Jonathan Shaw [holding answer 24 January 2008]: There are a number of measures in place that provide protection to animals generally and are not species specific. For example, last year the Government introduced the Animal Welfare Act 2006, under which it is an offence to cause an animal, under the control of man, any unnecessary suffering. The Wild Mammals (Protection) Act 1996 makes it an offence to intentionally inflict unnecessary suffering on wild mammals. In addition, the Government are committed to improving the welfare of animals such as through the Animal Health and Welfare Strategy and the Animal Welfare Delivery Strategy.
Jonathan Shaw [holding answer 21 January 2008]: The samples for routine dead wild bird surveillance are collected according to standardised protocols, accredited to a United Kingdom Accreditation Service (UKAS) International Standards Organisation (ISO)17025 quality system. DEFRA employs the diagnostic expertise of the Veterinary Laboratories Agency (VLA), Weybridge, which is the World Animal Health Organisation (OIE) and European Union (EU) Reference Laboratory for avian influenza (AI). Our sampling, collection, storage and transportation methods are entirely consistent with international and European Union standards. We continually revise and subject all aspects of our AI surveillance activities to peer review in light of new international evidence as it arises. Our testing regime conforms to the highest standards for protecting animal and public health.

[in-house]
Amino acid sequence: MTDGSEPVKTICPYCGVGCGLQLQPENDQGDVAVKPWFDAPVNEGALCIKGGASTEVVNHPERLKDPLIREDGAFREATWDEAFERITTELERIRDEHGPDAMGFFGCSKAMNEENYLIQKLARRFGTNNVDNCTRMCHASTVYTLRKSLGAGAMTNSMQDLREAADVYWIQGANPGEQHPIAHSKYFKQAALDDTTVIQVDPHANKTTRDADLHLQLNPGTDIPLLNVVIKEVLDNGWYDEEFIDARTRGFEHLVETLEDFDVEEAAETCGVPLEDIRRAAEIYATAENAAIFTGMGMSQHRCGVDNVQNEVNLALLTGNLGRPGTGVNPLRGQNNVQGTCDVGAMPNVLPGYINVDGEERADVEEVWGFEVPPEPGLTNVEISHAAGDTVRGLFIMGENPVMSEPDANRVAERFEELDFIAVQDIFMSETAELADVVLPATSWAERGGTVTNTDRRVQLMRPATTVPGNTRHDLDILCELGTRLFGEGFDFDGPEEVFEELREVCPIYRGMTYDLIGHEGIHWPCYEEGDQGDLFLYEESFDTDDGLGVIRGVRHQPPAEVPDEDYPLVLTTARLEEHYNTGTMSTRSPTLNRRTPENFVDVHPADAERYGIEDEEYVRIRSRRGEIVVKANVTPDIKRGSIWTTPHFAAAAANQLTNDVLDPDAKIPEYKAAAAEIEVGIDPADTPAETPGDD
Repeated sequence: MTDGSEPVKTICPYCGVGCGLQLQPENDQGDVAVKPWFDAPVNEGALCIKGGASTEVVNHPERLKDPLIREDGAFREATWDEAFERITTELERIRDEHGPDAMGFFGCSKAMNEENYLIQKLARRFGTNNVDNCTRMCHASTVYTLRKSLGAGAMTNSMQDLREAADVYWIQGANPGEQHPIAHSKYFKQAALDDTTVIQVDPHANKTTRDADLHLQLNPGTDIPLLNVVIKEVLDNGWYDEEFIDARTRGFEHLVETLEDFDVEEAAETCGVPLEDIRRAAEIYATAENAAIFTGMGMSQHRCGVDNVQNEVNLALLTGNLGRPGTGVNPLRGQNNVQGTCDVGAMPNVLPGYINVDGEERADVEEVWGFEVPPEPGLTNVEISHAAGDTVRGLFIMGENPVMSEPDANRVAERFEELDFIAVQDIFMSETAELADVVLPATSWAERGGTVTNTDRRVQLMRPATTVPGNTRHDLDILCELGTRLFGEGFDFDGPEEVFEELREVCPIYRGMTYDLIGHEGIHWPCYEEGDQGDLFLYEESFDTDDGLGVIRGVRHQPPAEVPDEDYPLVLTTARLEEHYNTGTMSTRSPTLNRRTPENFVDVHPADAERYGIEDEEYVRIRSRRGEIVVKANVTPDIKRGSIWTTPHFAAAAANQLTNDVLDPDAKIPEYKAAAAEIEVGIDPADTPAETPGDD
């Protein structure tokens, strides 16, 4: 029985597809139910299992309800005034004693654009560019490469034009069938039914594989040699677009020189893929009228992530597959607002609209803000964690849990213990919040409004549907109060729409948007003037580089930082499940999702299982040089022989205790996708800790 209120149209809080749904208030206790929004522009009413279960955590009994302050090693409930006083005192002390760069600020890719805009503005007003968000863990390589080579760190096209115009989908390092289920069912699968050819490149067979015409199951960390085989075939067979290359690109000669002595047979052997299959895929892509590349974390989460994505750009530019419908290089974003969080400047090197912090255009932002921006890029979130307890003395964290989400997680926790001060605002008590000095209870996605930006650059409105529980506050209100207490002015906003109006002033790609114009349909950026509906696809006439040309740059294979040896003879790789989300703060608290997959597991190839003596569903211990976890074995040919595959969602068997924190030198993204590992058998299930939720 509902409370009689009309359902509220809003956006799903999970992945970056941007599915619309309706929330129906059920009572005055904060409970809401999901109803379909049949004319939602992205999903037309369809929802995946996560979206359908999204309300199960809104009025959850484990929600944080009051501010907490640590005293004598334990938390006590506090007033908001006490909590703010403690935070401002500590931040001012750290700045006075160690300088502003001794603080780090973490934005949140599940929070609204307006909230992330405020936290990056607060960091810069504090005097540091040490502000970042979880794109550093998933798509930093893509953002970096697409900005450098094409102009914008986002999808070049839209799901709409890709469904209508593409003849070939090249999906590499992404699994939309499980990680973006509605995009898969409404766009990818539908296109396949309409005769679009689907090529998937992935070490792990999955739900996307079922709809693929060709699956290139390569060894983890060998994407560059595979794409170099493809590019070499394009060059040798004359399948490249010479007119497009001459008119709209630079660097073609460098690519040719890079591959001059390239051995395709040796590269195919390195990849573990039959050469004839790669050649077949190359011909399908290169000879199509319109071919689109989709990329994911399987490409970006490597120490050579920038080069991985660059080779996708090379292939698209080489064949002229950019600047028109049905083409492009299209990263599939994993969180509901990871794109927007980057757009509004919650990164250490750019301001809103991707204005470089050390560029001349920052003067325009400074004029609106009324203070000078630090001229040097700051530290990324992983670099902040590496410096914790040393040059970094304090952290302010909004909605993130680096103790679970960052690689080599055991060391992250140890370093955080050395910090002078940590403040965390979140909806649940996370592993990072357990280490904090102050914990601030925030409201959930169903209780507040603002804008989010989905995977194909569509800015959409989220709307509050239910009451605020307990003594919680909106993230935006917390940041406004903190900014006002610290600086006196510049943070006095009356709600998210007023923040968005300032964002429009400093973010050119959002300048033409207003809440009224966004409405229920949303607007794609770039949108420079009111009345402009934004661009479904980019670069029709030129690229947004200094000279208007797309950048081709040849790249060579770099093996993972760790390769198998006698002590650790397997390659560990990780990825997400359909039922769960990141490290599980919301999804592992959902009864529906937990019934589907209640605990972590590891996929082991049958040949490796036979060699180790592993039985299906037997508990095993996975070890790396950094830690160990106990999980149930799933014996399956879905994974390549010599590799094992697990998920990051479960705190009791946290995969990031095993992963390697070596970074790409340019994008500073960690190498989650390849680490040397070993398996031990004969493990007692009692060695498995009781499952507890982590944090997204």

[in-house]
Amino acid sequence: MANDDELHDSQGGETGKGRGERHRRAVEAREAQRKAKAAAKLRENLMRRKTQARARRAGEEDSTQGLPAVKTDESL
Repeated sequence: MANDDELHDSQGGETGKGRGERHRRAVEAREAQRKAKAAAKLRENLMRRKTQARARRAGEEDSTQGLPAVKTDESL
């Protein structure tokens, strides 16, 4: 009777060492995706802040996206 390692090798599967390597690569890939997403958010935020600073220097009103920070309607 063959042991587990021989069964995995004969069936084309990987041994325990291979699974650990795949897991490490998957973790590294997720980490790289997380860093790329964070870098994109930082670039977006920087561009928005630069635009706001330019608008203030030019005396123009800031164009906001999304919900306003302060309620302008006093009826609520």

The delivery target for the following dead wild bird surveillance activities is five days. Eligible wild birds are collected from the field by a collection agency operator (generally from the Meat and Livestock Commission) in a biosecure manner, including double bagging of the bird to protect operator health and safety. The wild birds are then delivered to the nearest VLA regional laboratory, where they are refrigerated (+4° Celsius) pending sampling. Once samples are collected from the wild bird at the VLA regional laboratory they will also be stored at +4° Celsius. Samples are then packaged and despatched. Rapid courier delivery of specimens collected in this manner ensures high quality material is received at the VLA headquarters laboratory for testing. Testing of the samples at VLA Weybridge usually commences as soon as practically possible upon the day of receipt, with samples held at +4°Celsius as required.
We are currently considering this complex issue, taking into account all the available scientific evidence, including the final report of the Independent Scientific Group on Cattle TB (ISG) and the assessment of the scientific evidence made by the Governments former chief scientific adviser, Sir David King. My right hon. Friend the Secretary of State has already met with former members of the ISG including Professor John Bourne; and separately with Sir David King. We also wish to take into account the views from the